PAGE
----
Bertrand Olotara, a Senate cafeteria worker, is one of several cafeteria workers whom advocates say were cheated out of a negotiated pay raise. (Katherine Frey/The Washington Post)
Opinion writer

This story was supposed to have a happy ending.

Last year, about 60 low-wage federal contract workers at the Senate cafeteria staged a series of strikes to demand a living wage and a union. Some were on food stamps; one was moonlighting as a stripper to make ends meet; another was homeless. Their stories, and their bravery, soon attracted powerful allies to their cause.

Senators and their staff organized boycotts of the cafeteria. Dozens of senators signed letters brimming with righteous indignation over the treatment of the hard-working people who cook their lunches and clean their toilets. Some legislators held private meetings with the workers, offering attaboys and never-give-up-the-fights.

One presidential candidate (I’ll give you one Bern-ing guess who) even spoke at five of the workers’ walkouts, once in the pouring rain.

Finally, after months of negotiations with the legislative agency that handles procurement at the Capitol, the company that runs the cafeteria agreed to a new contract giving its employees a sizable raise. It wasn’t everything the workers wanted, but it was still a big win. Some workers who had seen their pay stagnate for years would get a bump of about $5 per hour.

A round of self-congratulations commenced.

“I am thankful for the employees that do so much for the Senate day in and day out, and I am glad their concerns were heard and taken into consideration in the new contract,” crowed Sen. Roy Blunt (R-Mo.), chairman of the Senate Rules and Administration Committee, which oversees Capitol campus matters.

But it appears some workers were shortchanged, right under the noses of their Senate champions.

Days after the new contract was signed, a cafeteria manager quietly began calling some workers into his office. He demanded they sign paperwork acknowledging new job titles.

“I’m a cook, and I’ve always been a cook,” said 45-year-old Bertrand Olotara. “Now suddenly he’s telling me I’m a ‘food service worker.’ ”

Olotara’s duties didn’t change; he’s still cooking burgers, eggs and Philly cheesesteaks, just as he always had.

But his title matters.

See, wages in the new contract were occupation-specific. And lo and behold, “food service worker” falls into a lower tier than “cook.”

Rather than getting the big raise Olotara expected as a cook — which would have upped his pay to $17.45 — he was entitled to just $13.80 as a “food service worker.”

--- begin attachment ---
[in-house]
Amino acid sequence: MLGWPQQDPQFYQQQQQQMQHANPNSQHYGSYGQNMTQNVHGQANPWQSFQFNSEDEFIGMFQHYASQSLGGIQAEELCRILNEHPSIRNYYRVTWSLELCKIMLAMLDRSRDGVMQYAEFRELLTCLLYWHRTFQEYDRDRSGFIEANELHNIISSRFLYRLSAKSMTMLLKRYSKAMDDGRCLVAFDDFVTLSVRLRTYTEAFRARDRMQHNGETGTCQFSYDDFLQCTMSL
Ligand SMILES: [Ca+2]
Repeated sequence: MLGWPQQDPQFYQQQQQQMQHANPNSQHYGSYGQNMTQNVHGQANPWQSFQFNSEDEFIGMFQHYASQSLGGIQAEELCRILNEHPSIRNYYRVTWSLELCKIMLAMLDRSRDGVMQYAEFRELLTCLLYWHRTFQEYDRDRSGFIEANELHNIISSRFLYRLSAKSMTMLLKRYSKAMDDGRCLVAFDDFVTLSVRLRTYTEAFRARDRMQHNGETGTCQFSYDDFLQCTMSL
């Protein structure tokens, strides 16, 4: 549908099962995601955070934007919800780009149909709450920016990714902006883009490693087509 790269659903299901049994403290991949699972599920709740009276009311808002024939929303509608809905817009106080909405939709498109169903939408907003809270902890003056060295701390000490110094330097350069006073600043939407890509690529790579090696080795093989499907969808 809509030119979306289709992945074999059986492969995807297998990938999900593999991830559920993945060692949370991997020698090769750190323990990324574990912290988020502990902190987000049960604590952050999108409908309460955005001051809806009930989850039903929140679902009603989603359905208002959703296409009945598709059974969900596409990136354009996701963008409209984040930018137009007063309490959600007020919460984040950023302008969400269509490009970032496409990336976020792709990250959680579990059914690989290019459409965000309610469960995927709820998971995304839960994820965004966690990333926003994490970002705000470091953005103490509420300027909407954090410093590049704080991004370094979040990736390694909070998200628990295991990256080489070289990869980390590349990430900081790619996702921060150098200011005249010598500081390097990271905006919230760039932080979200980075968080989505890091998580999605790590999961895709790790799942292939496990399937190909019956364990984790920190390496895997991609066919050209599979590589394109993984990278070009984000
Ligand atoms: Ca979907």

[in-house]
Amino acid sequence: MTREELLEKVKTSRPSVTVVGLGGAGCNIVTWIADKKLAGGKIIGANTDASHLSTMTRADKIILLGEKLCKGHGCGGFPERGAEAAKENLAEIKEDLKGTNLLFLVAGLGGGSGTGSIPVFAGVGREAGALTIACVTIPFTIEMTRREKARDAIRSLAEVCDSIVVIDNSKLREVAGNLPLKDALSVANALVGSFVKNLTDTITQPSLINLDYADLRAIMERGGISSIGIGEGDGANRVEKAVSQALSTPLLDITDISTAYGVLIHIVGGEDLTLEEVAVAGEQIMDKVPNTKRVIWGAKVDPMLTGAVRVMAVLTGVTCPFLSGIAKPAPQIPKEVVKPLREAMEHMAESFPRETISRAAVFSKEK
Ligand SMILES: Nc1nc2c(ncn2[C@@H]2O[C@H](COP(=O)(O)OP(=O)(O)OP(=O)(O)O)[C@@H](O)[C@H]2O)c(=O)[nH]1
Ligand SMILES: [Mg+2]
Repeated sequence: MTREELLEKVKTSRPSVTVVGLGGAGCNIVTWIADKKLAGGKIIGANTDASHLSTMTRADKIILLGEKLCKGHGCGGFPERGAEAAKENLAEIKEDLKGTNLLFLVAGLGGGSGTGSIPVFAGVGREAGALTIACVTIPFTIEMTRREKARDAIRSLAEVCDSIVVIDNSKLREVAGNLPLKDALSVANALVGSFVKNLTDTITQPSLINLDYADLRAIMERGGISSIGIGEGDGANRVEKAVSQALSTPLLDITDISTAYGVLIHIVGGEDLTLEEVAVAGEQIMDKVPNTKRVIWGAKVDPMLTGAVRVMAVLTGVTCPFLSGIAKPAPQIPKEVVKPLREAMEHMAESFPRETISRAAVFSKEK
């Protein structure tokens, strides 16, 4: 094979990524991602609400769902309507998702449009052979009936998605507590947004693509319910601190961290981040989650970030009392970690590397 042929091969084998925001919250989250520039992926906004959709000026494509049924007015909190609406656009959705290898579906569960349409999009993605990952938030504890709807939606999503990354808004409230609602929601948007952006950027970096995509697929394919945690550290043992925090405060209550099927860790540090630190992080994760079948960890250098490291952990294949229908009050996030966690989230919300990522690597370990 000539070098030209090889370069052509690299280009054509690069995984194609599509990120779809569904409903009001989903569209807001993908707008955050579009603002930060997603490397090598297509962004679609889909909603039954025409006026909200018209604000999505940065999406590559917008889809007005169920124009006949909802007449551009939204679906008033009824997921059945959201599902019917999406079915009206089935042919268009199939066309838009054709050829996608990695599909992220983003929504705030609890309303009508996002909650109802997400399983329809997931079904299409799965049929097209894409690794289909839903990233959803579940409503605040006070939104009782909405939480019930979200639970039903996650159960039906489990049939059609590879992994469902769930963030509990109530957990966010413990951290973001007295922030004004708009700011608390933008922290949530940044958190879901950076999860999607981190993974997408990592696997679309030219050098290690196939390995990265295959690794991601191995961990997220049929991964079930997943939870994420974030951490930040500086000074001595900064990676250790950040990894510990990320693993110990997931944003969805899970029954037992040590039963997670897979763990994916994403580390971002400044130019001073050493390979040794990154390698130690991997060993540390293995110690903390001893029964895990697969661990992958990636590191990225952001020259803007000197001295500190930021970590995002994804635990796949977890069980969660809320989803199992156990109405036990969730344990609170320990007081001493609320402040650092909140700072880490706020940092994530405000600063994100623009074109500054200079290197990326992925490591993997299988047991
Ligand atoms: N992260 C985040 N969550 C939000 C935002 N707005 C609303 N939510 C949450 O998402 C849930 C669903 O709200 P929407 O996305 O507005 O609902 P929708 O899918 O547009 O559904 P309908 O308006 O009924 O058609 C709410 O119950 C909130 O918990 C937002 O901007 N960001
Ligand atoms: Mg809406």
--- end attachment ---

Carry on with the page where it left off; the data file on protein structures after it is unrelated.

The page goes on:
Sure, that’s better than his old pay (which was $12.30). But it’s nowhere near what he was promised — or what senators proclaimed workers such as Olotara were entitled to.

Maybe the difference between $13.80 and $17.45 doesn’t sound like much. To Olotara, a single father of five children, it would have meant everything.

It would have allowed him to quit his second job, working weekends at Whole Foods, where he’s been moonlighting for more than a decade.

Which in turn would have given him more time to spend with his children, the eldest of whom will attend college in the fall.

And maybe to go back to writing poetry. Or to school. Or to compose the book bouncing around in his head (tentative title: “Under the Shadow of the Senate”).

There are many things Olotara would like to do, but now, working seven days a week, he just doesn’t have time.

At least six others were reclassified in to lower-wage titles without any change in job duties, according to Good Jobs Nation, a labor organization that has been trying to unionize these workers. Good Jobs Nation recently filed a complaint with the Labor Department on the workers’ behalf. It argues that these effective demotions violate not only the new contract, but federal law, too.

Under the Service Contract Act, the occupations of government contract workers are narrowly defined according to the tasks they perform, as laid out in the Labor Department’s directory of occupations. Employers don’t get to just change definitions willy-nilly, even if doing so protects profit margins.

Maybe there’s an innocent explanation for why workers including Olotara got suddenly demoted in title but not in job responsibilities. If there is, no one has publicly offered it.

Restaurant Associates, the private contractor involved, said only that it has “been notified by the Department of Labor and are looking into the matter.” The Architect of the Capitol, the agency that handled the contract, declined to release any details about the contract itself, which has not been made public. A spokeswoman said the agency is “aware of existing concerns” and is “working to get them resolved.”

And near as I can tell, none of the senators who boasted last year about how they were looking out for the little people have said anything about how those little people never got their big raises.

Do they not know or do they not care?